When United Students at Yale began last spring as a coalition of campus activists committed to improving communication between students and administration, the organization seemed to have considerable potential. Both its interest in tackling issues like financial aid reform through open forums and petitions and its ability to rally students positioned it to become a viable and important student organization.

But USAY’s conduct over the past year has muddied its stated mission and sapped it of organizing power. Not surprisingly, it has been reduced to a small group of die-hard members desperately struggling to revive its appeal. In spite of such efforts — indeed, in many ways because of them — USAY now appears to be an organization doing more harm than good.

At best, USAY seems merely redundant. At least four of the group’s main organizers — which number no more than a dozen — are already on the Yale College Council, a body elected by undergraduates to express student opinion. If USAY is going to overlap with YCC — both in terms of members and issues — then it is pointless and potentially deceptive for USAY to exist as a separate organization, especially considering that it lacks the electoral mandate YCC possesses.

USAY’s larger problem, however, it is that it professes to stand for students, but acts on a different basis. The organization’s opaque relationship with Yale’s unions is particularly troubling. USAY members admit that the two groups frequently communicate, although they deny that unions have control over the organization. But many longtime campus activists allege that USAY’s union ties run far deeper, a belief supported by the fact that several of USAY’s founding members have become union employees after graduation.

While it is perfectly acceptable for an undergraduate organization to form with the goal of supporting Yale’s unions, the organization owes it to the public and its recruits to be honest about its background and its aspirations. USAY fails to do this — many have complained that the organization’s petitions are hopelessly vague and misleading — and it rightly loses legitimacy as a result.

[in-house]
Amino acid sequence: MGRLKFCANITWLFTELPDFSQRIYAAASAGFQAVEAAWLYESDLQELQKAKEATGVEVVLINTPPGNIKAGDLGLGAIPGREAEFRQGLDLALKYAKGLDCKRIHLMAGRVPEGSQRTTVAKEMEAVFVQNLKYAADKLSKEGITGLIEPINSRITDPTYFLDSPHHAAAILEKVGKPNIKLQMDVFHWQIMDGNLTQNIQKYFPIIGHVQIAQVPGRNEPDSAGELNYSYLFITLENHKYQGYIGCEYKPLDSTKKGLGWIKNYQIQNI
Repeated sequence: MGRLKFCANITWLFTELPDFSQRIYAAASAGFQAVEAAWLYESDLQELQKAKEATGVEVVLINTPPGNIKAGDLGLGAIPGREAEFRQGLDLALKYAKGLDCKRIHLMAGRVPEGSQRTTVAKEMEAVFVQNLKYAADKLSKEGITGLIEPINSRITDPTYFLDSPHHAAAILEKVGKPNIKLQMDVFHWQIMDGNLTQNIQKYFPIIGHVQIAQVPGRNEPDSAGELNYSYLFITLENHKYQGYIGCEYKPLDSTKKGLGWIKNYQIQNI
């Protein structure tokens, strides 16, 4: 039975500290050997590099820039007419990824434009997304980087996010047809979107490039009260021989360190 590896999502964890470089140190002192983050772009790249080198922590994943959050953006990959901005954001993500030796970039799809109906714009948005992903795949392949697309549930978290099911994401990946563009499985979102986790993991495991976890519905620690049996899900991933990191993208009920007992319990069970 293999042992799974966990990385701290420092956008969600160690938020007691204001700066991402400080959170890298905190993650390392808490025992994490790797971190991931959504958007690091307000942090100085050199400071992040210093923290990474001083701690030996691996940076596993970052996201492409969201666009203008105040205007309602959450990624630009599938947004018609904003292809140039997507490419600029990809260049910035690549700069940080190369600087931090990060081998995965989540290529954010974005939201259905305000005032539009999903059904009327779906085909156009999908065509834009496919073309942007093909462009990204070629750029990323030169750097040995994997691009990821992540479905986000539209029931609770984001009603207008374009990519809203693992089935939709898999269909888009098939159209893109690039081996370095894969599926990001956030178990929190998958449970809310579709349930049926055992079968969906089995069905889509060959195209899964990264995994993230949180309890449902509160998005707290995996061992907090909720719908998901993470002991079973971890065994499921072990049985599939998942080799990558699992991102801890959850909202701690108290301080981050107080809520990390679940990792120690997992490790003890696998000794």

This is not to say the idea of an issues-focused student organization is without merit. Two years after the failure of Students Against Sweatshops, many still feel the need for a cohesive association to vocalize student grievances. But without openly asserting a concrete agenda or issue to rally around and backing it up with deliberate actions — something SAS clearly did — USAY appears either rudderless or disingenous.

For the campus as a whole, the biggest problem with USAY is its potential to detract energy from better-defined and more active forms of community involvement. USAY seems woefully disorganized in comparison to other groups in Dwight Hall, and its latest moves seem to be in the wrong direction.

Given their current options, students genuinely interested in improving New Haven and Yale should take more active steps, like participating in community service or serving on University committees. USAY risks wasting time and effort better spent doing real good, not just talking about it.